As an HR leader, what is your best practice for handling employee complaints against a manager or leader?
To help you adopt the best approach in handling employee complaints against leadership in your organization, we asked HR professionals and business leaders this question for their best insights. From keeping the employee in the loop to developing clear complaint processes that foster trust, there are several ways HR leaders can tactfully deal with employee complaints against leadership to bring an amicable solution between the two parties.
Here are 12 tips these HR leaders follow when handling employee complaints against leadership:
- Keep the Employee in the Loop About Their Complaint
- Create a Committee of HR Executives
- Bring in Personalized Practices for Conflict Resolution
- Listen to Both Sides to Observe Fairness
- Be Transparent and Honest With Any Complaints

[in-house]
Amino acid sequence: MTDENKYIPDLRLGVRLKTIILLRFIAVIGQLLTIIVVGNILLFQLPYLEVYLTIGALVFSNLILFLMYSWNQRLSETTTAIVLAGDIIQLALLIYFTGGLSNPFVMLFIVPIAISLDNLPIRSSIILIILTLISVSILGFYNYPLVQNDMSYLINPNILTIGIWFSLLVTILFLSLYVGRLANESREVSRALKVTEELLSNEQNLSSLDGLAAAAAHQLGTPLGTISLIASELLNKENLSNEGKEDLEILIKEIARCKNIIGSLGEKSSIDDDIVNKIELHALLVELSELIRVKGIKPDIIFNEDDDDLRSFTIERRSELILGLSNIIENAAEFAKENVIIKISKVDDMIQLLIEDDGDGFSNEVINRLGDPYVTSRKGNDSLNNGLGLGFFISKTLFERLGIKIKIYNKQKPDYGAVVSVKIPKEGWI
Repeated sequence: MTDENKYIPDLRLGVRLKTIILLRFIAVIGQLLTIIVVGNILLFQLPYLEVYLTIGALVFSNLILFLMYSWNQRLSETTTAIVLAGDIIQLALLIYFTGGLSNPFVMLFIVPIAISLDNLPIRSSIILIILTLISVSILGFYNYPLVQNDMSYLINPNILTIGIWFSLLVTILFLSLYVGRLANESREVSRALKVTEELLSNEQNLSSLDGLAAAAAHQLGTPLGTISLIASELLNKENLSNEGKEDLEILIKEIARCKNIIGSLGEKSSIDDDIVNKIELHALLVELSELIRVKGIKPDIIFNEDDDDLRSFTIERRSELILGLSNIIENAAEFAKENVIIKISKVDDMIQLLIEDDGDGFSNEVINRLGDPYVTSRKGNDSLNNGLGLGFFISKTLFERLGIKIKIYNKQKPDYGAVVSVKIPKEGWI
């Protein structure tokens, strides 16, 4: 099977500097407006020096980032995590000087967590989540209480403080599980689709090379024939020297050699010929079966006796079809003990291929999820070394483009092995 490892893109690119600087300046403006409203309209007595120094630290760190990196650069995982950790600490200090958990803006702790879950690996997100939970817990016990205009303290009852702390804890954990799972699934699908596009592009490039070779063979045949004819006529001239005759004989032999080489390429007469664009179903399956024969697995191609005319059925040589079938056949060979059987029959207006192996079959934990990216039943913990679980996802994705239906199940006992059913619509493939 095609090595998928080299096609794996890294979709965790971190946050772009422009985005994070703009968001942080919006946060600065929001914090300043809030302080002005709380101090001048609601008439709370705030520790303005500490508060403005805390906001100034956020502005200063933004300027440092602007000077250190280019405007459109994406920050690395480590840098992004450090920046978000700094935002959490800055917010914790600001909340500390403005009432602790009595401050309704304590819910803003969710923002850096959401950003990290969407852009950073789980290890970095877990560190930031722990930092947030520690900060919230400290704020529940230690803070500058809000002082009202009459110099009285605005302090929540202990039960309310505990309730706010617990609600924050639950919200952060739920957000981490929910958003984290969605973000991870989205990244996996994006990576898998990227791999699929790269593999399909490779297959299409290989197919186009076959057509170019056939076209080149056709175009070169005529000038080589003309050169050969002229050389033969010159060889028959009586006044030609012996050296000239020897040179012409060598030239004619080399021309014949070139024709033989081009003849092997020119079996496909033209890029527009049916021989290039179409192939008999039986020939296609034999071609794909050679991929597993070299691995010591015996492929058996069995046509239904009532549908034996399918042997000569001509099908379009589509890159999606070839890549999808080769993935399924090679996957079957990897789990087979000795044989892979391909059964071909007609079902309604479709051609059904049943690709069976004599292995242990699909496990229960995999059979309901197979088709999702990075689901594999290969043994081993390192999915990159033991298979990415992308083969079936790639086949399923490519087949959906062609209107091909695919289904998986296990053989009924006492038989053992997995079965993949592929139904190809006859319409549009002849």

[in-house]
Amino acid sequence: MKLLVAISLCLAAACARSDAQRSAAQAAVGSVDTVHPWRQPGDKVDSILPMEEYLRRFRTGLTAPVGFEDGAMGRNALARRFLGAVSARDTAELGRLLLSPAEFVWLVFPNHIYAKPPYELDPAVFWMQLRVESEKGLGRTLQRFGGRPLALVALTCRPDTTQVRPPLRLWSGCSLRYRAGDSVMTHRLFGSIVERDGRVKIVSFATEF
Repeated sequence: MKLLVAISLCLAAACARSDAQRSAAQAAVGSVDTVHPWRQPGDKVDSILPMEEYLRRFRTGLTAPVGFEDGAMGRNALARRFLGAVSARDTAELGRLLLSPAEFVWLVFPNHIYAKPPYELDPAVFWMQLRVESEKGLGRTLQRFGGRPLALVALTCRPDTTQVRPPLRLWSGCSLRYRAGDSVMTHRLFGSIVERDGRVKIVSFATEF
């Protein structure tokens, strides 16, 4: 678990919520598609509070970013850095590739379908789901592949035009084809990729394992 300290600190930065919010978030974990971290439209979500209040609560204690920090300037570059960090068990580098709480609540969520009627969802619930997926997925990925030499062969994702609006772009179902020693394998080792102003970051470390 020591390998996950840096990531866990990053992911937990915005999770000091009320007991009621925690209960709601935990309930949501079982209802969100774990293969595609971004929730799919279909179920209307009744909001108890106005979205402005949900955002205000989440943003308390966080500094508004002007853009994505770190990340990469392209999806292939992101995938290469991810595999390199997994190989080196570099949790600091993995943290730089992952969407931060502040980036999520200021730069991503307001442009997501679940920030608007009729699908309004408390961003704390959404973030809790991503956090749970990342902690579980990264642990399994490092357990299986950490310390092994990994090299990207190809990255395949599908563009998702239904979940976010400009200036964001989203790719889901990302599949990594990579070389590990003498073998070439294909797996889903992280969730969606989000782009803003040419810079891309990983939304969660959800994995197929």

- Hold an Unbiased Meeting and Keep Communication Open
- Take the Complaint Seriously
- React Quickly to Any Complaints
- Be a Listening Ear all the Time
- Document Everything as You Address the Issue
- Ask the Employee for a Proposed Solution
- Develop Clear Complaint Processes that Foster Trust
Keep the Employee in the Loop About Their Complaint
One important step to take in this process is to communicate with the complaining employee. While you may be unable to relay every step and piece of information, many HR leaders make the mistake of hiding their work. Assuring an employee that action has been taken may be insufficient to earn their confidence if there is no visible proof, especially if the consequences are confidential.
Without an understanding of the process, an employee may assume that HR is merely going through the motions and protecting the manager through inaction. While you do not need to breach privacy, you can explain the procedure, check in with the employee with updates and timelines, and have a 1:1 conversation with the reporter about the next steps and their current feelings and needs. Perhaps offer suggestions or accommodations if the result was not what the employee hoped. Also, make it known that while this current case is closed, the employee is free to report retaliation or further issues safely.